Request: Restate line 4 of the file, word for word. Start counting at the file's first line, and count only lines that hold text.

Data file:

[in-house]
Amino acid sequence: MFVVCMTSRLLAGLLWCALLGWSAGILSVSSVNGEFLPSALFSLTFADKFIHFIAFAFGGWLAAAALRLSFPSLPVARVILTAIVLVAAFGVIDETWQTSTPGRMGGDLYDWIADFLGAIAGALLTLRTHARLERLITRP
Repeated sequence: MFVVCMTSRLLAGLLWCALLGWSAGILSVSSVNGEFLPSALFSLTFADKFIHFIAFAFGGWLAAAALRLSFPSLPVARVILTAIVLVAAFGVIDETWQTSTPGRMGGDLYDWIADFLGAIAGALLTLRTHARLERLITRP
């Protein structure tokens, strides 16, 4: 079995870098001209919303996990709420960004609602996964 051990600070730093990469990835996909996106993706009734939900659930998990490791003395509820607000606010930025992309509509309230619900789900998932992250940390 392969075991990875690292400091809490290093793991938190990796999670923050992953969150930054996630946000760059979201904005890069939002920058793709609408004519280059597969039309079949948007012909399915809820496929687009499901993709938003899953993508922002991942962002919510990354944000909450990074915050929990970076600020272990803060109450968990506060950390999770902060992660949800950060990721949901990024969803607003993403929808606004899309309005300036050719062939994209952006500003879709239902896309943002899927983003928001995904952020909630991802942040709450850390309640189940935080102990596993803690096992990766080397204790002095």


């Protein structure tokens, strides 16, 4: 079995870098001209919303996990709420960004609602996964 051990600070730093990469990835996909996106993706009734939900659930998990490791003395509820607000606010930025992309509509309230619900789900998932992250940390 392969075991990875690292400091809490290093793991938190990796999670923050992953969150930054996630946000760059979201904005890069939002920058793709609408004519280059597969039309079949948007012909399915809820496929687009499901993709938003899953993508922002991942962002919510990354944000909450990074915050929990970076600020272990803060109450968990506060950390999770902060992660949800950060990721949901990024969803607003993403929808606004899309309005300036050719062939994209952006500003879709239902896309943002899927983003928001995904952020909630991802942040709450850390309640189940935080102990596993803690096992990766080397204790002095």